Friday’s derailment of a crude-oil train in Alabama is the latest in a series of incidents that have put increasing scrutiny on rail-safety standards and prompted pipeline advocates to call for expansion of that method of oil transportation.
No injuries were reported in the rural derailment, but 11 cars were left burning with flames shooting 300 feet into the air. Several Canadian derailments earlier this year prompted tightened safety standards, but some say that’s not good enough. Greenpeace Canada’s Keith Stewart told National Journal that rail transport of oil has “been unsafe since the 1990s.”¦ [But the cars] continue to be used.”
While Stewart sees that as a reason to invest in renewable energy, others are calling for an increase in pipelines. “Pipelines are safer than rail,” Association of Oil Pipe Lines President Andrew Black said in an interview last month. “There are fewer pipeline incidents per tons of crude oil moved.”
That number is skewed, said Holly Arthur, spokeswoman for the Association of American Railroads, because pipelines are not held to the same stringent reporting standards as railroads. “At the end of the day, pipelines spill more of the material than do railroads,” Arthur said. “Both modes are incredibly safe.”
The safety debate shows no signs of stopping, but it’s unlikely that will stop pipeline advocates from citing the latest derailment as an example of why projects like the Keystone XL pipeline should be approved. And while that argument continues — and more pipelines are stalled — more and more oil will continue moving through the U.S. by rail.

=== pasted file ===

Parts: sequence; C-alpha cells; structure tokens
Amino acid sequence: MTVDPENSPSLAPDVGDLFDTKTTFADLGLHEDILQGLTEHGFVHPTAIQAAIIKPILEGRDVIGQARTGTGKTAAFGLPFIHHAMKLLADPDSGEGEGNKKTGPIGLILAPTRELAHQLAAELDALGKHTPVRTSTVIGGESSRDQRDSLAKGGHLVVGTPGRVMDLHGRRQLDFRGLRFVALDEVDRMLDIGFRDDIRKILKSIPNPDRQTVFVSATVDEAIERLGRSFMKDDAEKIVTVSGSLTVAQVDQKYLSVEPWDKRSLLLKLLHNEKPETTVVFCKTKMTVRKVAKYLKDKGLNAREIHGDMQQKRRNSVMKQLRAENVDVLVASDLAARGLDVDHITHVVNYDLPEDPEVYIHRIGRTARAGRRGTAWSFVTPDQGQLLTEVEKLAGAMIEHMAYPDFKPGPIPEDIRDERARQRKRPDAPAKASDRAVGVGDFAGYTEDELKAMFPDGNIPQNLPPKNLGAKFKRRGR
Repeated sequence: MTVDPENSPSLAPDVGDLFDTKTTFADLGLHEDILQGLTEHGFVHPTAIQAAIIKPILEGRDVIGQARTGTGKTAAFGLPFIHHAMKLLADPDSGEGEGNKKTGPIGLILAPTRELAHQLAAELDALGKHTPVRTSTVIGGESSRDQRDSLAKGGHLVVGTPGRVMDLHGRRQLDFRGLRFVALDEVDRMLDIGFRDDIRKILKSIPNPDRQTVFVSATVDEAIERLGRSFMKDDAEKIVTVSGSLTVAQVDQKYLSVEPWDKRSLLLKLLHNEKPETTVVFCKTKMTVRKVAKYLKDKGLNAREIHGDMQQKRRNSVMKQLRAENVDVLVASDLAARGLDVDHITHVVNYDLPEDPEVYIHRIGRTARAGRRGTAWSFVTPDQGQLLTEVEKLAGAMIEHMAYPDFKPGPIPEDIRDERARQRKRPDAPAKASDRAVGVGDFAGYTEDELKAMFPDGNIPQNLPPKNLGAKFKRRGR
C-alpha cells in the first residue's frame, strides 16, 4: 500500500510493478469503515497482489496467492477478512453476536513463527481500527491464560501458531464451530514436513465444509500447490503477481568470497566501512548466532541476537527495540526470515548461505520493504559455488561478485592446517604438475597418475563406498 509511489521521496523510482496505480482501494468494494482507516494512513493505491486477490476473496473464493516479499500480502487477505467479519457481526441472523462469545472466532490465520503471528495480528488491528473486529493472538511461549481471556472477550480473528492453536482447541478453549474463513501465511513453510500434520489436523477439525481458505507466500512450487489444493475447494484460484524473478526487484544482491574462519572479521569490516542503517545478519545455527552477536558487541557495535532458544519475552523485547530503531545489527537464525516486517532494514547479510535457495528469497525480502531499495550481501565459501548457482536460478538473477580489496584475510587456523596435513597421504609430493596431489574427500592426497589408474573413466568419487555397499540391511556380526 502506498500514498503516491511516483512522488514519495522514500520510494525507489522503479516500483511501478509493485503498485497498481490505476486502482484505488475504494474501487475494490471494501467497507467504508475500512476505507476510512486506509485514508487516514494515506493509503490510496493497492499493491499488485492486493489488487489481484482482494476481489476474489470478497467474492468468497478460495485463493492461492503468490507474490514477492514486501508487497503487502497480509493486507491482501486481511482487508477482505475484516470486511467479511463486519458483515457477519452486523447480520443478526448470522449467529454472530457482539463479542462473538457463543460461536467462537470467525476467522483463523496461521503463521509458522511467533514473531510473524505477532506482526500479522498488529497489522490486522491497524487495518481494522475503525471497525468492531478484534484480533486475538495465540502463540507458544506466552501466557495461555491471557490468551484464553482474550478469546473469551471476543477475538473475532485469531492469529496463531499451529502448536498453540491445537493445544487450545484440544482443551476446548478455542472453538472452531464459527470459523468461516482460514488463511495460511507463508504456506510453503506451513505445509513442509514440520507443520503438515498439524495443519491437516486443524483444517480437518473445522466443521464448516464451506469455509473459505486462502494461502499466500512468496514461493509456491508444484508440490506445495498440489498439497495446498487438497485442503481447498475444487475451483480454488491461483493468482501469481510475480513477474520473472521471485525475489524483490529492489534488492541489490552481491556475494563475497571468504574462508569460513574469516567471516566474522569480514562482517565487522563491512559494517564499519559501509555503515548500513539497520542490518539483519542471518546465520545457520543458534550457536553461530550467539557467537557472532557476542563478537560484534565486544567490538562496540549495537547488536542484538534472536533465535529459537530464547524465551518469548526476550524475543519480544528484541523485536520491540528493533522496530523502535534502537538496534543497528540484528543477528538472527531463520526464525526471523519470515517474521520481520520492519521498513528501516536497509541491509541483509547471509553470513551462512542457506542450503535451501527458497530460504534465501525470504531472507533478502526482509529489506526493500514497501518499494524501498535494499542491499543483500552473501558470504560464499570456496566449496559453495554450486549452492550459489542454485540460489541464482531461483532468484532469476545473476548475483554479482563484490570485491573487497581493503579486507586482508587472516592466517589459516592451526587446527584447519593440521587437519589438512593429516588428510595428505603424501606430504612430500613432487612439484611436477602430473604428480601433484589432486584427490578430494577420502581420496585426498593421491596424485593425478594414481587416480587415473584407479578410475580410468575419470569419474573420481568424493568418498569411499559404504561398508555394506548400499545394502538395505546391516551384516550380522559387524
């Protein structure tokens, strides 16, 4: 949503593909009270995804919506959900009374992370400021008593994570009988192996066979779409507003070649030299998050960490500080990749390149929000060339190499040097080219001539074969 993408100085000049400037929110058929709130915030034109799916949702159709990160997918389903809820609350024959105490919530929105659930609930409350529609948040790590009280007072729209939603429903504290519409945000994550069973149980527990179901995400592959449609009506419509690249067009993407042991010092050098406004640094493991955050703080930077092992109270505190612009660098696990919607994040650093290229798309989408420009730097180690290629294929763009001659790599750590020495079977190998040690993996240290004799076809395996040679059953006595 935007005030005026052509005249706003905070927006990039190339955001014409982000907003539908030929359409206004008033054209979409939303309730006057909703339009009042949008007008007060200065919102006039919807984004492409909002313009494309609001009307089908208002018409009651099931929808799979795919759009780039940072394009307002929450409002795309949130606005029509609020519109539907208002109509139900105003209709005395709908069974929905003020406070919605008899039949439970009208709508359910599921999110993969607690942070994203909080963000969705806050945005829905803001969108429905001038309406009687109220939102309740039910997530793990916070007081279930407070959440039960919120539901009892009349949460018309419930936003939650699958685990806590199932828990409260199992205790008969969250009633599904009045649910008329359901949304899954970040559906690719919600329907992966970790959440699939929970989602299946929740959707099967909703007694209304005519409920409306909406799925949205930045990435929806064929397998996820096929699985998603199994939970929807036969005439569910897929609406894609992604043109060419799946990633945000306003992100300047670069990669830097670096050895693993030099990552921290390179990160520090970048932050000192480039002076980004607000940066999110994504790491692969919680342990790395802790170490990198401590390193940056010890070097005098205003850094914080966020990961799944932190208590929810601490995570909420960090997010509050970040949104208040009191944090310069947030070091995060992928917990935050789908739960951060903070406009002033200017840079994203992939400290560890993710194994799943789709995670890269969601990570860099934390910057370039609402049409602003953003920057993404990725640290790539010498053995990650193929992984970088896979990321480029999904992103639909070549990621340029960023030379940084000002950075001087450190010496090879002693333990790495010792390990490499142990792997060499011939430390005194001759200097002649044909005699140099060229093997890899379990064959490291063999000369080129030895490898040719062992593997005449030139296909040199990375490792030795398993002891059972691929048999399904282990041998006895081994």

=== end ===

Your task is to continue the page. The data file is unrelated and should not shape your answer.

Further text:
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"Some Republicans are running so far away from their party’s nominee that they are threatening to sue TV stations for running ads that suggest they support Donald Trump. Just two weeks before Election Day, five Republicans―Reps. Bob Dold (R-Ill.), Mike Coffman (R-Colo.), David Jolly (R-Fla.), John Katko (R-N.Y.) and Brian Fitzpatrick, a Pennsylvania Republican running for an open seat that’s currently occupied by his brother―contend that certain commercials paid for by the Democratic Congressional Campaign Committee provide false or misleading information by connecting them to the GOP nominee. Trump is so terrible, these Republicans are essentially arguing, that tying them to him amounts to defamation."
Former Illinois GOP Congressman Aaron Schock "recently agreed to pay a $10,000 fine for making an excessive solicitation for a super PAC that was active in his home state of Illinois four years ago." Schock resigned from Congress after a story about his Downton Abbey-themed congressional office raised questions about how he was using taxpayer dollars.
If you need a marker for how confident Hillary Clinton is at this point of the race, here's one: CNN's Jeff Zeleny reports "she's been talking to Republican senators, old allies and new, saying that she is willing to work with them and govern."
On Tuesday, President Rodrigo Duterte of the Philippines threatened to kick U.S. troops out of the country, adding that if he remains president for more than one term he will move to terminate all military deals with America. Last week, Duterte called for a separation between the two countries, though other government officials immediately said he did not mean that literally.